A Christmas Eve cyberattack against the Web site of a regional California financial institution helped to distract bank officials from an online account takeover against one of its clients, netting thieves more than $900,000.
At approximately midday on December 24, 2012, organized cyber crooks began moving money out of corporate accounts belonging to Ascent Builders, a construction firm based in Sacramento, Calif. In short order, the company’s financial institution – San Francisco-based Bank of the West — came under a large distributed denial of service (DDoS) attack, a digital assault which disables a targeted site using a flood of junk traffic from compromised PCs.
KrebsOnSecurity contacted Ascent Builders on the morning of Dec. 26 to inform them of the theft, after interviewing one of the money mules used in the scam. Money mules are individuals who are willingly or unwittingly recruited to help the fraudsters launder stolen money and transfer the funds abroad. The mule in this case had been hired through a work-at-home job offer after posting her resume to a job search site, and said she suspected that she’d been conned into helping fraudsters.
Ascent was unaware of the robbery at the time, but its bank would soon verify that a series of unauthorized transactions had been initiated on the 24th and then again on the 26th. The money mule I spoke with was just one of 62 such individuals in the United States recruited to haul the loot stolen from Ascent. Most of the mules in this case were sent transfers of between $4,000 and $9,000, but several of them had bank accounts tied to businesses, to which the crooks wired huge transfers from Ascent’s account; five of the fraudulent transfers were for amounts ranging from $80,000 to $100,000.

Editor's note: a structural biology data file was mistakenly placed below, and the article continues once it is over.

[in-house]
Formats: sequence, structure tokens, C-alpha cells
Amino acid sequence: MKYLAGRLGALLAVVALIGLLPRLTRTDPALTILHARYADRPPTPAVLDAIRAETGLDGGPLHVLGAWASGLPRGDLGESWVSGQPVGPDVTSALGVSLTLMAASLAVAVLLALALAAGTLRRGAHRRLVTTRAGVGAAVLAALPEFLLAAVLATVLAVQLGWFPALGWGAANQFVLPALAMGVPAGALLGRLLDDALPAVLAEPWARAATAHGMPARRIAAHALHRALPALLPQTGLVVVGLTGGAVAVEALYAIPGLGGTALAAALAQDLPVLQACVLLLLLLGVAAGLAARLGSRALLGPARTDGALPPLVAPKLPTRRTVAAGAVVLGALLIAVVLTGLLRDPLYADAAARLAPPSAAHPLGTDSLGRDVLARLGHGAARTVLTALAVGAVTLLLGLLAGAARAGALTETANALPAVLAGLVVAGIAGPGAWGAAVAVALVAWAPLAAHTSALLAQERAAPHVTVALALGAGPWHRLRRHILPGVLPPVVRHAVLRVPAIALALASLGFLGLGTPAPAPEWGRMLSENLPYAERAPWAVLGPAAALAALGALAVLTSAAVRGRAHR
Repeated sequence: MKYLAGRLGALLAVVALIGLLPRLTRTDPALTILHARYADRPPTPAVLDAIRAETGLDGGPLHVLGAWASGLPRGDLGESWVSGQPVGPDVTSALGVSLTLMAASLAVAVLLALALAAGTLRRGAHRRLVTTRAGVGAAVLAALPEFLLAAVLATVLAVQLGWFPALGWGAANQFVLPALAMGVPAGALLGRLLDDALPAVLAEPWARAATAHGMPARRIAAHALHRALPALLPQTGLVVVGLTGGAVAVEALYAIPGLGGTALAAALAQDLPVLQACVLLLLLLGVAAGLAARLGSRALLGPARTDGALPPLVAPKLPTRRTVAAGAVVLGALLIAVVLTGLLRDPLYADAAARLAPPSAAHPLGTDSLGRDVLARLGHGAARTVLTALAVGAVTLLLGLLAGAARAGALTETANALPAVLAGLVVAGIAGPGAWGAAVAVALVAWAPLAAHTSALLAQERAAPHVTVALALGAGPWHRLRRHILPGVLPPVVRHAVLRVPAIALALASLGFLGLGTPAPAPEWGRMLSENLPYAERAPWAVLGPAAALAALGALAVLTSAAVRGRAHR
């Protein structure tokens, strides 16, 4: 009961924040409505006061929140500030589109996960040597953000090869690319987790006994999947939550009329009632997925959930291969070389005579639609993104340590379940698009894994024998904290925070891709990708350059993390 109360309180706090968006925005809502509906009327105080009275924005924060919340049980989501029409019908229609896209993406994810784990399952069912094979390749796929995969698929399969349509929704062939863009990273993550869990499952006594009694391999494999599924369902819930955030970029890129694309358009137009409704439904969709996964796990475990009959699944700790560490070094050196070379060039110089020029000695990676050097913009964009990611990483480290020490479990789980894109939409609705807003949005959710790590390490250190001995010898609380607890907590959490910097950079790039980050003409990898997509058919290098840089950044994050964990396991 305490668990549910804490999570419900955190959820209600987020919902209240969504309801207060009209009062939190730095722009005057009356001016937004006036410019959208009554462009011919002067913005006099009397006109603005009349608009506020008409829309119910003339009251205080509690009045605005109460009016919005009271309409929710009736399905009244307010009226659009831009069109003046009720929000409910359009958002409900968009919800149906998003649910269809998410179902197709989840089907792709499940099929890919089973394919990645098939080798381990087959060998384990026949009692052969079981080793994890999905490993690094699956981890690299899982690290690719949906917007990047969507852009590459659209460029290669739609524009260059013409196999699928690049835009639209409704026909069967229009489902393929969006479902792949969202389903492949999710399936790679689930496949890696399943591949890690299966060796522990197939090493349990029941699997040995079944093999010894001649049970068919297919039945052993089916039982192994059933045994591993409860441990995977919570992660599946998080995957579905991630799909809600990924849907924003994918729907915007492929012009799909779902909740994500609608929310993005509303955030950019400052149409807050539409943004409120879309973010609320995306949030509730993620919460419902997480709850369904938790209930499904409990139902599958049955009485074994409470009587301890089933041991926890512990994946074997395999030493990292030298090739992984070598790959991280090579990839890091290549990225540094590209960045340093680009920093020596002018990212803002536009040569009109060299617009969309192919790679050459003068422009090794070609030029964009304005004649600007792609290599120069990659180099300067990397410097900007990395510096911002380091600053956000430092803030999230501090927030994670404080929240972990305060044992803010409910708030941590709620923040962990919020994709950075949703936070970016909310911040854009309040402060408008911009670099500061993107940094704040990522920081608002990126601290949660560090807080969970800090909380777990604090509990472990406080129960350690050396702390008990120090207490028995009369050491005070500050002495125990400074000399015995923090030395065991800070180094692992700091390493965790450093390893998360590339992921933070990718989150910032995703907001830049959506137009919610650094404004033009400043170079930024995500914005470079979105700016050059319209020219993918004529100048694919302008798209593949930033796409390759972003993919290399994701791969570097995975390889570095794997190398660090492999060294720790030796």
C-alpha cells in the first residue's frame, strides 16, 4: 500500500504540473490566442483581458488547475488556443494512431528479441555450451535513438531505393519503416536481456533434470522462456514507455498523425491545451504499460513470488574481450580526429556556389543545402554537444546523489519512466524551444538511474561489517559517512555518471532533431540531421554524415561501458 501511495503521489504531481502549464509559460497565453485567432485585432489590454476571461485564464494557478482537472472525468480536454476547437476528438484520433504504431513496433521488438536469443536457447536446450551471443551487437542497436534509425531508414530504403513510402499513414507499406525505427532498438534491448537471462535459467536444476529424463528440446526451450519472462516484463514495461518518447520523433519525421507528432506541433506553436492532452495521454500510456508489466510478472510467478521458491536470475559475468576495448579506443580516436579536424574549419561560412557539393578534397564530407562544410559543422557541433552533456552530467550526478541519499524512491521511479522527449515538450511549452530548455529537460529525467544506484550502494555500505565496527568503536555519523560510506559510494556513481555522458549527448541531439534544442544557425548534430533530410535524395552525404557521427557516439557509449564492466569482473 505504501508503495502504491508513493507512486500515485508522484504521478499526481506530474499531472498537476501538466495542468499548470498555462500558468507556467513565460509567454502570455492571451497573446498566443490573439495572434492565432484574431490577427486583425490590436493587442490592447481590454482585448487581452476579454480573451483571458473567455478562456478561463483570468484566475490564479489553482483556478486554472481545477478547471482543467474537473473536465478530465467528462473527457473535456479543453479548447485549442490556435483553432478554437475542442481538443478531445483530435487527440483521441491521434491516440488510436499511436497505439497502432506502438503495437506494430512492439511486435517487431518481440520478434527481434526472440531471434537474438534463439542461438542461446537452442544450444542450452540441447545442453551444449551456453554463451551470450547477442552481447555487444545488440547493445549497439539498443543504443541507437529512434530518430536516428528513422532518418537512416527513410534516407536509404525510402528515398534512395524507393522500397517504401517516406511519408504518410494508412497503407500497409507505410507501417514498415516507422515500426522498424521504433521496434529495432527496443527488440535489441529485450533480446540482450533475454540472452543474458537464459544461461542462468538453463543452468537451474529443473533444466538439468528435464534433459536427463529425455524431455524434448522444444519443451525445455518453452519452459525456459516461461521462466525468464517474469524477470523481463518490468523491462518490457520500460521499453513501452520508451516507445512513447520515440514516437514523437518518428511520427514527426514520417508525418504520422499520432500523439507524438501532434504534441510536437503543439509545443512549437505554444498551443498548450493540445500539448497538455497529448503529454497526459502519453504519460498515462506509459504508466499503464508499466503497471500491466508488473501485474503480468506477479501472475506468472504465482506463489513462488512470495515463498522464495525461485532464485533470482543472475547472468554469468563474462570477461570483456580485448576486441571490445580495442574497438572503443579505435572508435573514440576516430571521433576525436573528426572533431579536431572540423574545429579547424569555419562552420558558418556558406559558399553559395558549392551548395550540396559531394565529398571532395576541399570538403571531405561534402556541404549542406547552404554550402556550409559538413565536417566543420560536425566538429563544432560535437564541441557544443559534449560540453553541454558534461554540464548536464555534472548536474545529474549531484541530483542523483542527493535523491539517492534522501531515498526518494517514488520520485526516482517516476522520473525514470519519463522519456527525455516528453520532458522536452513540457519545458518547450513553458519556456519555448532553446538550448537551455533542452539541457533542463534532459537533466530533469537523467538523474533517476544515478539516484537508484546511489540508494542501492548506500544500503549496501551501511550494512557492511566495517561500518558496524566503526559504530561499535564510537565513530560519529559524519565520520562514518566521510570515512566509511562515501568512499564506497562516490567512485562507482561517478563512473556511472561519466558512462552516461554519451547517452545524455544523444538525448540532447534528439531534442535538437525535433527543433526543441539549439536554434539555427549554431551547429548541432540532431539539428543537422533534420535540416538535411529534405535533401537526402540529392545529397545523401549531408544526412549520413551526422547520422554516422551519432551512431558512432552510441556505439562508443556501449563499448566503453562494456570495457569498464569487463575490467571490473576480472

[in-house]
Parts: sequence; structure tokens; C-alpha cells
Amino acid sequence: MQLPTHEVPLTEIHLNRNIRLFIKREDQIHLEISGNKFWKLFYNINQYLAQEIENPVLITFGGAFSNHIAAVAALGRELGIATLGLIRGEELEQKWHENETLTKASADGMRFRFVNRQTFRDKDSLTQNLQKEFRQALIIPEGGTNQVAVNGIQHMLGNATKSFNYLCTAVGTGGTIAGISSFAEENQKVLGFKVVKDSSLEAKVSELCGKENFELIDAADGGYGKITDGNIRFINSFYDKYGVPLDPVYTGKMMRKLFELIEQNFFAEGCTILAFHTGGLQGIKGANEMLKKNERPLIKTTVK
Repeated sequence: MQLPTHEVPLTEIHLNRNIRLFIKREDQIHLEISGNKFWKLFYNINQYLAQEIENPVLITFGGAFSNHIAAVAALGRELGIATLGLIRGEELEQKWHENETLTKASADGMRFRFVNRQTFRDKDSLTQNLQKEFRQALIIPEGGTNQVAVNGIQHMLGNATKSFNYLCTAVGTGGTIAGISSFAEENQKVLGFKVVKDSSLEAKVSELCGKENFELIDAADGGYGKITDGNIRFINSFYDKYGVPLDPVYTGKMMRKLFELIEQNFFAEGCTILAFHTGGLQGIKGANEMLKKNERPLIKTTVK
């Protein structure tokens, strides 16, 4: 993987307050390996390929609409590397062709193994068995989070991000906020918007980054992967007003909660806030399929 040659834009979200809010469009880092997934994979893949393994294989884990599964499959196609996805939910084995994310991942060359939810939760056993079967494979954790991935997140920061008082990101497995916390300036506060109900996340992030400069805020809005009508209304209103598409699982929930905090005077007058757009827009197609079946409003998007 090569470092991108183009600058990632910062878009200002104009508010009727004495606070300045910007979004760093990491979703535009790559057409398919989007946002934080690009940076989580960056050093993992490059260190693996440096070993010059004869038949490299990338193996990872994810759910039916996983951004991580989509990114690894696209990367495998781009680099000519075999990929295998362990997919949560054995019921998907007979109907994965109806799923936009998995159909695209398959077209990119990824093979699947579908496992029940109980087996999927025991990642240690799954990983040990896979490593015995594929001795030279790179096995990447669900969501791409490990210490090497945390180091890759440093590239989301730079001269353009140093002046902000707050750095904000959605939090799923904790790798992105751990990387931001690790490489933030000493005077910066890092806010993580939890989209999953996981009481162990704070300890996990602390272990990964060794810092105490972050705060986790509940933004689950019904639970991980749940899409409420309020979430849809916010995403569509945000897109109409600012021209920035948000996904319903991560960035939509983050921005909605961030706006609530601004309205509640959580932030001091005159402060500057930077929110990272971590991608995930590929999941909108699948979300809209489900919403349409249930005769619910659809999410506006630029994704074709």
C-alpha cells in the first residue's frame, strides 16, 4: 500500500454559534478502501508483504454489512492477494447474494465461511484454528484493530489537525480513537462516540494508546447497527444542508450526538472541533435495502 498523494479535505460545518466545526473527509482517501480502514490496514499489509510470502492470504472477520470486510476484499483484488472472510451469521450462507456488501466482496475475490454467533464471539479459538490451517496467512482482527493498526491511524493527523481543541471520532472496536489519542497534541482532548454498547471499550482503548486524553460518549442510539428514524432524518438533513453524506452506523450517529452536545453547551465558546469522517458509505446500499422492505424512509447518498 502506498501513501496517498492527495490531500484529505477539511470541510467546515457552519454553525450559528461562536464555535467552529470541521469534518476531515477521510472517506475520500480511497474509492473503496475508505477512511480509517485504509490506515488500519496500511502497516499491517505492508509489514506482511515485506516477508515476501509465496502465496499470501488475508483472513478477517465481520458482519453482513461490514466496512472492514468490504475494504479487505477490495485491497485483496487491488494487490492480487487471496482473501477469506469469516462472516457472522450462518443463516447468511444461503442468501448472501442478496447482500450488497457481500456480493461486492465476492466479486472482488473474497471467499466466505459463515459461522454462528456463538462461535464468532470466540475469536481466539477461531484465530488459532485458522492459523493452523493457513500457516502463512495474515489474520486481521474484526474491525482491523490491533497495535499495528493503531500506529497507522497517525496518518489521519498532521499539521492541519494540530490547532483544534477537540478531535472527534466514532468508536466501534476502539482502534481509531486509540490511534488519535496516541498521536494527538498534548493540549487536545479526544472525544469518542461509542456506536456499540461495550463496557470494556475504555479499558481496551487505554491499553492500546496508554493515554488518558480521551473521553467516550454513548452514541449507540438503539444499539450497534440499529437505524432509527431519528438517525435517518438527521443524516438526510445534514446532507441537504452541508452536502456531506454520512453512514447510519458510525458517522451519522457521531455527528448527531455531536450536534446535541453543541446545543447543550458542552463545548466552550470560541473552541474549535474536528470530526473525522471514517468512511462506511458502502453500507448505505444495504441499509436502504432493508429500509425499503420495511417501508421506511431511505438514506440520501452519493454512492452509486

Mark Shope, president of Ascent Builders, said that when the company’s controller originally went online on the morning of Dec. 24 to check the firm’s accounts, her browser wouldn’t let her access the bank’s page. She didn’t know it at the time, but her computer was being remotely controlled by the attackers’ malware, which blocked her from visiting the bank’s site.
“It said the bank was offline for 24 hours, and we couldn’t get in to the site,” Shope said. “We called the bank and they said everything was fine.”
But soon enough, everything would not be fine from Bank of the West’s end. Not long after putting through a batch of fraudulent automated clearing house (ACH) and wire transfers from Ascent’s accounts, the fraudsters initiated a DDoS attack against the bank’s Web site, effectively knocking it offline. It’s not clear what tactics or botnets may have been used in the DDoS attack, but the cyberheist+DDoS approach matches the profile of cybercrime gangs using the Gameover Trojan — a ZeuS Trojan variant that has been tied to numerous DDoS attacks initiated to distract attention from high-dollar cyberheists.